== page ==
RJ Coulter Funeral Home, Inc. v. National Burial Ins. Co., 192 F. Supp. 522 (E.D. Tenn. 1960)
April 7, 1960
R. J. COULTER FUNERAL HOME, INC., Wann Funeral Home, Inc., W. T. Hays & Son, Inc., and all other similarly situated funeral directors in the State of Tennessee
NATIONAL BURIAL INSURANCE COMPANY, Inc., the National Funeral Home of Chattanooga, Tennessee, Inc., The National Funeral Home of Memphis, Tennessee, Inc., A. W. Wunderlich, the Cherokee Life Insurance Company, Inc. and the Cosmopolitan Funeral Homes, Inc.
United States District Court E. D. Tennessee, S. D.
Van Derveer, Brown & Siener, Chattanooga, Tenn., for plaintiffs.
Farris, Evans & Evans, Nashville, Tenn., for Cherokee Life Ins. Co.
Davis, Bault, Hunt & Cummings, Nashville, Tenn., Clarence Kolwyck, Chattanooga, Tenn., for Cosmopolitan Funeral Homes, Inc.
DARR, Senior Judge.
For injunctive relief and damages under the anti-trust laws, this suit has been instituted against the Cosmopolitan Funeral Homes, Inc. and others.
The Cosmopolitan Funeral Homes, Inc., presents a motion to quash the summons and to dismiss the case because of failure of venue under section 22 of Title 15 U.S.C.A. This section provides:
*523 "Any suit, action or proceeding under the anti-trust laws against a corporation may be brought not only in the judicial district whereof it is an inhabitant, but also in any district wherein it may be found or transacts business; and all process in such cases may be served in the district of which it is an inhabitant, or wherever it may be found."
The movant presents an affidavit to the effect that it is not an inhabitant of this judicial district, may not be found in this judicial district, and does not transact business in this judicial district.
The respondent has a counter affidavit setting out that Cosmopolitan has done business in this judicial district within the last year.
There are some cases ruling that the amendment to the general venue statute, now contained at section 1391(c) of Title 28 U.S.C.A., was also an amendment to the venue statute under the anti-trust laws. These cases seem to be based on Professor Moore's observations in his commentary on the United States Judicial Code. See Lipp v. National Screen Service Corp., D.C., 95 F. Supp. 66, 69. However, this view has been authoritatively negated by the Supreme Court's decision in the case of Fourco Glass Co. v. Transmirra Products Corp., 353 U.S. 222, 228, 77 S. Ct. 787, 1 L. Ed. 2d 786.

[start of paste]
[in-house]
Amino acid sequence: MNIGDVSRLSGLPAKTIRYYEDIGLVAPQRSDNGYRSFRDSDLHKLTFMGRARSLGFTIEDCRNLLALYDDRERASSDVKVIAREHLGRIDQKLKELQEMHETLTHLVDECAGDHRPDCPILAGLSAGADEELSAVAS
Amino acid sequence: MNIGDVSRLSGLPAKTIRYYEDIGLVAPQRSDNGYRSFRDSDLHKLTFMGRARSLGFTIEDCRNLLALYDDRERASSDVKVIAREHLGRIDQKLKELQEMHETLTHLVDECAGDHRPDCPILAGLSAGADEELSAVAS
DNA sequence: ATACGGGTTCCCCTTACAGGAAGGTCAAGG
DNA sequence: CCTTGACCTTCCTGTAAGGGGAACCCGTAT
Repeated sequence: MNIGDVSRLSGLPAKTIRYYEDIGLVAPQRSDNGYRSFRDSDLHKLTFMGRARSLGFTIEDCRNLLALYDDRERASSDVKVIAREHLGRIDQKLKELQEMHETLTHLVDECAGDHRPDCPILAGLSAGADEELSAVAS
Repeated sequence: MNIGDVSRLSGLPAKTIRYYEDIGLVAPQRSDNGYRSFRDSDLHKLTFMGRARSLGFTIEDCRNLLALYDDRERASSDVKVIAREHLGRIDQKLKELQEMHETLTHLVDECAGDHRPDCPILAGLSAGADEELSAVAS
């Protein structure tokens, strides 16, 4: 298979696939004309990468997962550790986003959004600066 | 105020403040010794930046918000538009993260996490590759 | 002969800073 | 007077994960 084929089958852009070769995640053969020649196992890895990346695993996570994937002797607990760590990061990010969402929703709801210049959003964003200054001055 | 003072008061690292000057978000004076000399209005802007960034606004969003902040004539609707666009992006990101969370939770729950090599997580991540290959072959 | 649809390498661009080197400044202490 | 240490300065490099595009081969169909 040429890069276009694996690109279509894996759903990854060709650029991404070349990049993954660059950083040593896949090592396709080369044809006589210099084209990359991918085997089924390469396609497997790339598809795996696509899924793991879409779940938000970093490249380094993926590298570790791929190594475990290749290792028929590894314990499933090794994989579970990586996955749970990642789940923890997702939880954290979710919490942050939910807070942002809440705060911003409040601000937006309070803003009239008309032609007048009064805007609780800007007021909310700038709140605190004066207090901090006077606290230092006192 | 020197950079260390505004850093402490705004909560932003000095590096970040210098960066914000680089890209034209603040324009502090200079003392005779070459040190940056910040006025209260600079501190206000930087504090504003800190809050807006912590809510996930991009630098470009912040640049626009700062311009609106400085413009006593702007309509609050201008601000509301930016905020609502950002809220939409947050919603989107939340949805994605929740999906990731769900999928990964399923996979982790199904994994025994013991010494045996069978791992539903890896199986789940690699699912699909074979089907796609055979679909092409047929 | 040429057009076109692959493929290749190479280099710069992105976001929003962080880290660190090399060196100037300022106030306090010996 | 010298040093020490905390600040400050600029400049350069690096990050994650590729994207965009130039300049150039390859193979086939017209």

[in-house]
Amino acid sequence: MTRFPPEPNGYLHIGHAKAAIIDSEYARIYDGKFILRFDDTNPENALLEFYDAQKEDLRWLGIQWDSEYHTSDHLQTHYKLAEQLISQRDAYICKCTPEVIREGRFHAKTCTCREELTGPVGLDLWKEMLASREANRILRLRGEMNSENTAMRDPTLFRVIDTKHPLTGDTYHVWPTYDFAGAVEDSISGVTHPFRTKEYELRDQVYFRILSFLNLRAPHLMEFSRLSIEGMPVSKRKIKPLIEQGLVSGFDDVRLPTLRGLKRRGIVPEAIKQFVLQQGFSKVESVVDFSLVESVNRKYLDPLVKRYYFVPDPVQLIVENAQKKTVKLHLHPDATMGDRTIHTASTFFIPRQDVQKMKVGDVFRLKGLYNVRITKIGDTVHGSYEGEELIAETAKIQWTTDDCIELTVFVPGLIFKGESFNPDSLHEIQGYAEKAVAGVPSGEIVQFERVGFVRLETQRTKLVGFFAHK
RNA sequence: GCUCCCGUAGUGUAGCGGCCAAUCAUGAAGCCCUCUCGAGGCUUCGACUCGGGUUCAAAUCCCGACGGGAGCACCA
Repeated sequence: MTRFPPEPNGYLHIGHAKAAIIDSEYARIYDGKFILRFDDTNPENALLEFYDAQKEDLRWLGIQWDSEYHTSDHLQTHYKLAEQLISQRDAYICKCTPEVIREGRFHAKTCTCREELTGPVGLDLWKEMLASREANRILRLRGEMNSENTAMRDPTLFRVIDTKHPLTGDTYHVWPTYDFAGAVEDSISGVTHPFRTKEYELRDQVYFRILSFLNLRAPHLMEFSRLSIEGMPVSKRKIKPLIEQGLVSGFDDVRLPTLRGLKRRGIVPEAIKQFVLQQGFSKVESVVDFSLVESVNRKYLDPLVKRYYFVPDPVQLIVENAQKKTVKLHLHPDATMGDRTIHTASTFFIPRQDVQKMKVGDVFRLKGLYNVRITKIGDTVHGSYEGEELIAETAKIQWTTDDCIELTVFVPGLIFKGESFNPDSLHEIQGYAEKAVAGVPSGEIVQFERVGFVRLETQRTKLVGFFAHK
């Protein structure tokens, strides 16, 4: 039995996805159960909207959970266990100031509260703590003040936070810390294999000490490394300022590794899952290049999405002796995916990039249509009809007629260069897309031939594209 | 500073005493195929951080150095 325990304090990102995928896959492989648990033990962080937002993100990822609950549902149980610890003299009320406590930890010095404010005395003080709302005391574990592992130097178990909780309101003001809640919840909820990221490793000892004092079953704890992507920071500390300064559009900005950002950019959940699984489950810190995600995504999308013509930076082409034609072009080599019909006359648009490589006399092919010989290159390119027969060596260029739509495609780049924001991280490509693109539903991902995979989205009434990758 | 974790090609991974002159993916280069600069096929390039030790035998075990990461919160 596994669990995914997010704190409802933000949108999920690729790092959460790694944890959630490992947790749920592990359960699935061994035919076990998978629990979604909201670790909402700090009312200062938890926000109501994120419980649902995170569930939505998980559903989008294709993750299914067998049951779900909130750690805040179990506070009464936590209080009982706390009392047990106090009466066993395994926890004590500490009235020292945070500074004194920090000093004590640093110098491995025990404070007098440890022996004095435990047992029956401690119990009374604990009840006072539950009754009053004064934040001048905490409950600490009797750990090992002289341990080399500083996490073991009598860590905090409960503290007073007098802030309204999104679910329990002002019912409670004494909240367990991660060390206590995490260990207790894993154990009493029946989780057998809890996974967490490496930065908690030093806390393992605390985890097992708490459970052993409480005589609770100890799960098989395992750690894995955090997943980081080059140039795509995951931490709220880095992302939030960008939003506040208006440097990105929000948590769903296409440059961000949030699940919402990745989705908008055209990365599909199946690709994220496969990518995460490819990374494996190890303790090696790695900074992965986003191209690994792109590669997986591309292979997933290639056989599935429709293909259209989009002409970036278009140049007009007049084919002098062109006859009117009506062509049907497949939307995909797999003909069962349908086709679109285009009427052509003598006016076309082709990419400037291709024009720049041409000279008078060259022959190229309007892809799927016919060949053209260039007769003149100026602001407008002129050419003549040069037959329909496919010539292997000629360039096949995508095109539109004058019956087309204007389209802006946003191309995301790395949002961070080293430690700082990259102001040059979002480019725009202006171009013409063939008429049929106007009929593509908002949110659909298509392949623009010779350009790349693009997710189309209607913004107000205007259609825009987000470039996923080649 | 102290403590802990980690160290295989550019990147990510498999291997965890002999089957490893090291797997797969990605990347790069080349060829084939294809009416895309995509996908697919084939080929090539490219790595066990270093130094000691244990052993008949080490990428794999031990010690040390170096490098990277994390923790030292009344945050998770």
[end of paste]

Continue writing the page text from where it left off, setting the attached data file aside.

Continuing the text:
The word "inhabitant" seems to imply a permanent resident. For a long number of years the courts have considered that a corporation was a resident of the state in which it was incorporated; and more specifically where the state was divided into two or more districts, then in the district where the official residence was designated by its charter or state law and in the absence of such designation, then in the district where the corporation maintained its home office.
While this definition seems harsh for venue purposes, it will have to be adopted and Cosmopolitan was not an inhabitant of this judicial district at the time the suit was commenced and for the same reason it could not be "found" in this district at that time.
The plaintiffs are residents of this district and the claims for relief are for happenings in this district. Cosmopolitan did a regular business in this district, according to its own affidavit, until 1959 and according to the respondent's affidavit has continued some business, apparently fulfilling obligations theretofore contracted. But in any event, the words "transact business" do not intend to mean that the defendant has to be transacting business on the day the suit is commenced. Reference is made to the case of United States v. Scophony Corp., 333 U.S. 795, 68 S. Ct. 855, 92 L. Ed. 1091, for a general discussion of this question. This case, after announcing the obvious purpose of the venue statute and its intended liberality and extension, concludes at the bottom of page 808 of 333 U.S., at page 862 of 68 S.Ct., "A foreign corporation no longer could come to a district, perpetrate there the injuries outlawed, and then by retreating or even without retreating to its headquarters defeat or delay the retribution due."
This is a plain recognition that if the transaction of business, within a district, by a corporation violates the proscribed provisions charged as the basis of the suit, such corporation is amenable to suit therein despite the fact that it may have retreated. Also see Eastman Kodak Co. of New York v. Southern Photo Materials Co., 273 U.S. 359, 47 S. Ct. 400, 71 L. Ed. 684 and United States v. Nat. City Lines, 334 U.S. 573, 68 S. Ct. 1169, 92 L. Ed. 1584.
For the purposes of venue, under the said section 22, Cosmopolitan was transacting business in this judicial district and the service on it was proper.
The motion to quash the service and dismiss the suit is denied.